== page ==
After getting arrested again this week for possession of marijuana, Michael Beasley has shown us that he's the same guy he has always been. And that guy is not worthy of a Phoenix Suns uniform.
Phoenix Suns managing partner Robert Sarver has another bitter pill to swallow. Twelve months after allowing the Suns to amnesty one of his biggest 2010 free agent signings, he has apparently decided to waive their biggest 2012 free agent signing. In total, he will likely be paying those two players $13.18 million this upcoming season to watch basketball from the sidelines.
Josh Childress was amnestied last summer to free up enough cap room to sign Eric Gordon to an offer sheet as well as bring in mercurial reclamation project Michael Beasley and starting point guard Goran Dragic. The grand plan of the summer of 2012 was a quick rebuild around those three players.
In the process, managing partner Robert Sarver agreed to continue to pay Josh Childress $21 million over three years to go away. The Suns are still paying Childress, who played a dozen games for New Jersey last season but is currently a free agent, $7.18 million this season and $7.37 million next season. None of that counts against the cap, but it's still money being paid.
Now, we should very quickly be adding another big contract to the "dead money" rolls. When Beasley is released, the Suns will still owe him $9 million in guaranteed money. A lot less than $21 million, but still a lot a chedda.
It hasn't been a good few years in the free agency market for the Phoenix Suns. I'll repeat what I wrote above. The Suns will likely be paying Childress and Beasley $13.18 million this year to watch basketball from the sidelines.
With Beasley's contract, the Suns still have options on how to pay it out.
With the new CBA, if Beasley is released before the start of the next NBA season his money WILL be paid out over a longer period of time than originally prescribed. The "stretch" provision applies to all released player contracts signed under the new CBA.
Each team has the following options, per Larry Coon's FAQ.
For these contracts or extensions the remaining guaranteed salary for a waived player is "stretched" and paid in equal amounts over a greater time span, as follows:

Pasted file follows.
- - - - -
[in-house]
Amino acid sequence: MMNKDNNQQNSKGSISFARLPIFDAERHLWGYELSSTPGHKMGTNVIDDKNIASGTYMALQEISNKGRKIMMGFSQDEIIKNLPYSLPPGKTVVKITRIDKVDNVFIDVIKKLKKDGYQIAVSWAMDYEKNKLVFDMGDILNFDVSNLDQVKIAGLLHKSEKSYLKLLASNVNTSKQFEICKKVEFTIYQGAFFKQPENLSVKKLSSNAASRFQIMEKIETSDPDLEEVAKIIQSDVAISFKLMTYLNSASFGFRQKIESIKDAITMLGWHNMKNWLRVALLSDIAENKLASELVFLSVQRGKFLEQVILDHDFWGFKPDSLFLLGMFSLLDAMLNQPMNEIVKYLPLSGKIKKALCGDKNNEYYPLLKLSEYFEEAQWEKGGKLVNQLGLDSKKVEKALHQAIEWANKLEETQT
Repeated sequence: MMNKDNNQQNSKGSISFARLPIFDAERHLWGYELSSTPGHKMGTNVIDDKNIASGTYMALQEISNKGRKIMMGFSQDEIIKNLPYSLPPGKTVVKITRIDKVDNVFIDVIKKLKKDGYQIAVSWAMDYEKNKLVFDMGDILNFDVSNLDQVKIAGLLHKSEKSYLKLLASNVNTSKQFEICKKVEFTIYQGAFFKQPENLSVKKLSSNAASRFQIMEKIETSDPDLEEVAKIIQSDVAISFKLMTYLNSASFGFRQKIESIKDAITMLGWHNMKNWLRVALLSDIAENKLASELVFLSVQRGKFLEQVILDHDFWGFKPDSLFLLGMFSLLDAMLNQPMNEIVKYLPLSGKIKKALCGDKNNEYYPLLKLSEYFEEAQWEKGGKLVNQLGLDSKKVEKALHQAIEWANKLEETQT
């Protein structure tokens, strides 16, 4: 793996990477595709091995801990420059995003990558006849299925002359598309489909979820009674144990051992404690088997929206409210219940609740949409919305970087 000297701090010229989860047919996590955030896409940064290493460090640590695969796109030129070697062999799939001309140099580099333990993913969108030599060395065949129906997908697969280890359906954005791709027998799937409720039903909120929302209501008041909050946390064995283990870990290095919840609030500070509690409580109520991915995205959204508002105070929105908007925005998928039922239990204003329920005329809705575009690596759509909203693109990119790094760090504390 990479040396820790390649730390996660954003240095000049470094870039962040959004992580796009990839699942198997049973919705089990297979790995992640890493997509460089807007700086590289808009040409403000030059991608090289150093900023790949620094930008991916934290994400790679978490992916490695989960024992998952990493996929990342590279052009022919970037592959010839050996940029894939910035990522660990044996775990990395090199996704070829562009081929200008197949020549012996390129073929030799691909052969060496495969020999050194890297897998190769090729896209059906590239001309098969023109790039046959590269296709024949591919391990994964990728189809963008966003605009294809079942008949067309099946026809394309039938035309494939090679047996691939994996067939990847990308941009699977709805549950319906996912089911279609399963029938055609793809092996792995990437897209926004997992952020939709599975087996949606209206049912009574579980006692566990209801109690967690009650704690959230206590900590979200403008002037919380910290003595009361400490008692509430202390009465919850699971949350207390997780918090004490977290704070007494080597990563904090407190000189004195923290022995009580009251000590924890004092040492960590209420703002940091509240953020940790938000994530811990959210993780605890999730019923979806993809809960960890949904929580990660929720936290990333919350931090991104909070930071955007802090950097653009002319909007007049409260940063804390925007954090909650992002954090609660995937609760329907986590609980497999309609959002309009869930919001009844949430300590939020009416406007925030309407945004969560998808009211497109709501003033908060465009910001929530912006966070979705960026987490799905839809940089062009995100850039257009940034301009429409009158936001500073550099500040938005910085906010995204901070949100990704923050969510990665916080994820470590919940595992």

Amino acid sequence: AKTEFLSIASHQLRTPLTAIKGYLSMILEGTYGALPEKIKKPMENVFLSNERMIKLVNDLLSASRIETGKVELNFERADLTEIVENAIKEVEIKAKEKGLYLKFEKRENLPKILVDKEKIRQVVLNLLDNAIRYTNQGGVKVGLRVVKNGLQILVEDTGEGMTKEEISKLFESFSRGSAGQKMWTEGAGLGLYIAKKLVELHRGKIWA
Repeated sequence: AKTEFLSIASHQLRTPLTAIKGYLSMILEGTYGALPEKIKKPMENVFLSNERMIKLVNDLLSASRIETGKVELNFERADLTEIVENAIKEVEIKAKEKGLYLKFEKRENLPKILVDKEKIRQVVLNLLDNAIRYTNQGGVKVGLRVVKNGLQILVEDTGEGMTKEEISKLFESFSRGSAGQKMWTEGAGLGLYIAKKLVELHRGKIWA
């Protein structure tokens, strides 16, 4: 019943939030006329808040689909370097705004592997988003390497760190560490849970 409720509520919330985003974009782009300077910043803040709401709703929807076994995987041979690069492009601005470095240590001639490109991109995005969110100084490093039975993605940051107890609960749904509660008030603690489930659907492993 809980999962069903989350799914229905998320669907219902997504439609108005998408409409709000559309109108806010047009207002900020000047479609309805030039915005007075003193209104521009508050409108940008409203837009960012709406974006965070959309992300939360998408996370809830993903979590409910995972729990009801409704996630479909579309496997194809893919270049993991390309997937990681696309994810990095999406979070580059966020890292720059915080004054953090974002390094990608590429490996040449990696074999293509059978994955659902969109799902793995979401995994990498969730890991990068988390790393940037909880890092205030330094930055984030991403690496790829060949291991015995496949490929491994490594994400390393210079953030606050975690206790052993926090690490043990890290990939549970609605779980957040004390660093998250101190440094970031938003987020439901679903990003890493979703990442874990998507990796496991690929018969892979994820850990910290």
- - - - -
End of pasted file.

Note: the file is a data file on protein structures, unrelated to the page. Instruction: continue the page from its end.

- If the player is waived from July 1 to August 31, then his remaining salary is paid over twice the number of years remaining on his contract, plus one.
- If the player is waived from September 1 to June 30, then the current season is paid per the normal payment schedule, and any remaining years are stretched over twice the number of years remaining plus one as described above. For example, if the player is waived on December 1 with two seasons remaining on his contract at $10.2 million and $10.5 million, respectively, then the current season (at $10.2 million) is paid normally, and the final season (at $10.5 million) is stretched over three years (one season times two, plus one) and paid in even amounts of $3.5 million per year.
In Beasley's case, if he is released today (August 7) then he will be paid $1.8 million per year for the next 5 years. Whereas, if he is released on or after September 1, then his current year is paid as prescribed with the remaining years stretched.
With 16 players under guaranteed contracts already, the Suns could easily (and smartly) absorb $6 million of that money this season, leaving only $3 million to spread out over the subsequent cap years.
That's the money.
The cap hit
But what about the cap? Well, the Suns have options there too. No matter when Beasley is released, the Suns have the option of either applying his $9 million with or without stretching it.
The Suns can apply the $9 million as $6 million this year and $3 million next year to clear Beasley off the books entirely in two years no matter how they are actually paying him the money. This would be a smart move if the Suns want to have the most cap flexibility in coming seasons. Though, once you approach the cap you can exceed it with exceptions anyway (room exception, Bird rights, etc).
Or, the Suns could decide the cap hits will match the payment schedule.
Either way, the Suns win.
*note: there's a rule that released players cannot be stretched en masse. You cannot stretch more than 15% of salary in any one year due to releases. In this case, Childress does NOT count because he was amnestied, not stretched.
With Luis Scola and soon-to-be Michael Beasley off the team, the Suns are now thinner and more predictable at the power forward and small forward positions.
Still, it's a logjam of players of roughly the same skillset who will want to up their trade/keep stock. Someone will be squeezed out, or traded, before the season starts. That's my guess.